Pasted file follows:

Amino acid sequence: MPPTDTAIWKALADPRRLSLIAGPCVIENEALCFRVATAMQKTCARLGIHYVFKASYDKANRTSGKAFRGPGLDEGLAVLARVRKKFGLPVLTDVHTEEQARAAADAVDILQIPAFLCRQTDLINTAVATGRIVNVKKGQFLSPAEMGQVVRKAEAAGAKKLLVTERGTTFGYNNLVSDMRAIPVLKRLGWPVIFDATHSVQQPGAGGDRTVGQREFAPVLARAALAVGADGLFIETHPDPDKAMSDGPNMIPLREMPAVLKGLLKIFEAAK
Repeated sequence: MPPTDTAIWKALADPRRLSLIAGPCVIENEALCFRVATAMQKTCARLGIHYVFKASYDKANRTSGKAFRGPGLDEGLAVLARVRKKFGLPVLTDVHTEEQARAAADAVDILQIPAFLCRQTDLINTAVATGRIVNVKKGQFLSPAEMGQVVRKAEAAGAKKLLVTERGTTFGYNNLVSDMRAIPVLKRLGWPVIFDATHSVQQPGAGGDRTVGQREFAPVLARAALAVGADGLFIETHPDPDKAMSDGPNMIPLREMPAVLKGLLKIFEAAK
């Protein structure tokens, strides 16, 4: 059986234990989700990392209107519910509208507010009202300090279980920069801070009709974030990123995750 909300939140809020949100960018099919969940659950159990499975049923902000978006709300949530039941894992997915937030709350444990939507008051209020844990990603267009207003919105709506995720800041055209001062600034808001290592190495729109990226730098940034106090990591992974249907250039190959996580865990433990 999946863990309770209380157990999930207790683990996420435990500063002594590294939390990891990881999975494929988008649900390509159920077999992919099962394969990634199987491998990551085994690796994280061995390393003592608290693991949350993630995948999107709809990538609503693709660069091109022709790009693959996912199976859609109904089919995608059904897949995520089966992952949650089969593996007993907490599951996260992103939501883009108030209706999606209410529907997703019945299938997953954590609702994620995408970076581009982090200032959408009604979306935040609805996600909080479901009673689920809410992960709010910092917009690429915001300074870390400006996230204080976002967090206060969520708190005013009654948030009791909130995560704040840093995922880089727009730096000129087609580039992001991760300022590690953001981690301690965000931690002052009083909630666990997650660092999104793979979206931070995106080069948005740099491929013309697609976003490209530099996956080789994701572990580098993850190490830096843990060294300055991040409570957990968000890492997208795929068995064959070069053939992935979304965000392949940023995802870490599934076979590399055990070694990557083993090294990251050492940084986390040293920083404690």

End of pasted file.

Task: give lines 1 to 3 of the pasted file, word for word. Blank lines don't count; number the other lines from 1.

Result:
Amino acid sequence: MPPTDTAIWKALADPRRLSLIAGPCVIENEALCFRVATAMQKTCARLGIHYVFKASYDKANRTSGKAFRGPGLDEGLAVLARVRKKFGLPVLTDVHTEEQARAAADAVDILQIPAFLCRQTDLINTAVATGRIVNVKKGQFLSPAEMGQVVRKAEAAGAKKLLVTERGTTFGYNNLVSDMRAIPVLKRLGWPVIFDATHSVQQPGAGGDRTVGQREFAPVLARAALAVGADGLFIETHPDPDKAMSDGPNMIPLREMPAVLKGLLKIFEAAK
Repeated sequence: MPPTDTAIWKALADPRRLSLIAGPCVIENEALCFRVATAMQKTCARLGIHYVFKASYDKANRTSGKAFRGPGLDEGLAVLARVRKKFGLPVLTDVHTEEQARAAADAVDILQIPAFLCRQTDLINTAVATGRIVNVKKGQFLSPAEMGQVVRKAEAAGAKKLLVTERGTTFGYNNLVSDMRAIPVLKRLGWPVIFDATHSVQQPGAGGDRTVGQREFAPVLARAALAVGADGLFIETHPDPDKAMSDGPNMIPLREMPAVLKGLLKIFEAAK
């Protein structure tokens, strides 16, 4: 059986234990989700990392209107519910509208507010009202300090279980920069801070009709974030990123995750 909300939140809020949100960018099919969940659950159990499975049923902000978006709300949530039941894992997915937030709350444990939507008051209020844990990603267009207003919105709506995720800041055209001062600034808001290592190495729109990226730098940034106090990591992974249907250039190959996580865990433990 999946863990309770209380157990999930207790683990996420435990500063002594590294939390990891990881999975494929988008649900390509159920077999992919099962394969990634199987491998990551085994690796994280061995390393003592608290693991949350993630995948999107709809990538609503693709660069091109022709790009693959996912199976859609109904089919995608059904897949995520089966992952949650089969593996007993907490599951996260992103939501883009108030209706999606209410529907997703019945299938997953954590609702994620995408970076581009982090200032959408009604979306935040609805996600909080479901009673689920809410992960709010910092917009690429915001300074870390400006996230204080976002967090206060969520708190005013009654948030009791909130995560704040840093995922880089727009730096000129087609580039992001991760300022590690953001981690301690965000931690002052009083909630666990997650660092999104793979979206931070995106080069948005740099491929013309697609976003490209530099996956080789994701572990580098993850190490830096843990060294300055991040409570957990968000890492997208795929068995064959070069053939992935979304965000392949940023995802870490599934076979590399055990070694990557083993090294990251050492940084986390040293920083404690």